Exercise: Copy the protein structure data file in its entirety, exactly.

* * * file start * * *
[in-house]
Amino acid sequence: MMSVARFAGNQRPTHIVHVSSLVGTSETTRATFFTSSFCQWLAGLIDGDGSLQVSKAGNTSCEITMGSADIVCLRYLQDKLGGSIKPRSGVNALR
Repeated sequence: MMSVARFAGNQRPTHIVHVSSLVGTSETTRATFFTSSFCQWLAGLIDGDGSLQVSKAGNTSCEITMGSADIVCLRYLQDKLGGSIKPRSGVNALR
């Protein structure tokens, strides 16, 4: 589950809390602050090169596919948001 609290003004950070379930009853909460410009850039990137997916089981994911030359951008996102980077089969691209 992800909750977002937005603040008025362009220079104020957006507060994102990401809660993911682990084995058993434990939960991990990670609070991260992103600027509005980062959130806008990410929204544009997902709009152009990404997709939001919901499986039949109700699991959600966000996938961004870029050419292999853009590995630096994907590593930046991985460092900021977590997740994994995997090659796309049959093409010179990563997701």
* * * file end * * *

[in-house]
Amino acid sequence: MMSVARFAGNQRPTHIVHVSSLVGTSETTRATFFTSSFCQWLAGLIDGDGSLQVSKAGNTSCEITMGSADIVCLRYLQDKLGGSIKPRSGVNALR
Repeated sequence: MMSVARFAGNQRPTHIVHVSSLVGTSETTRATFFTSSFCQWLAGLIDGDGSLQVSKAGNTSCEITMGSADIVCLRYLQDKLGGSIKPRSGVNALR
């Protein structure tokens, strides 16, 4: 589950809390602050090169596919948001 609290003004950070379930009853909460410009850039990137997916089981994911030359951008996102980077089969691209 992800909750977002937005603040008025362009220079104020957006507060994102990401809660993911682990084995058993434990939960991990990670609070991260992103600027509005980062959130806008990410929204544009997902709009152009990404997709939001919901499986039949109700699991959600966000996938961004870029050419292999853009590995630096994907590593930046991985460092900021977590997740994994995997090659796309049959093409010179990563997701």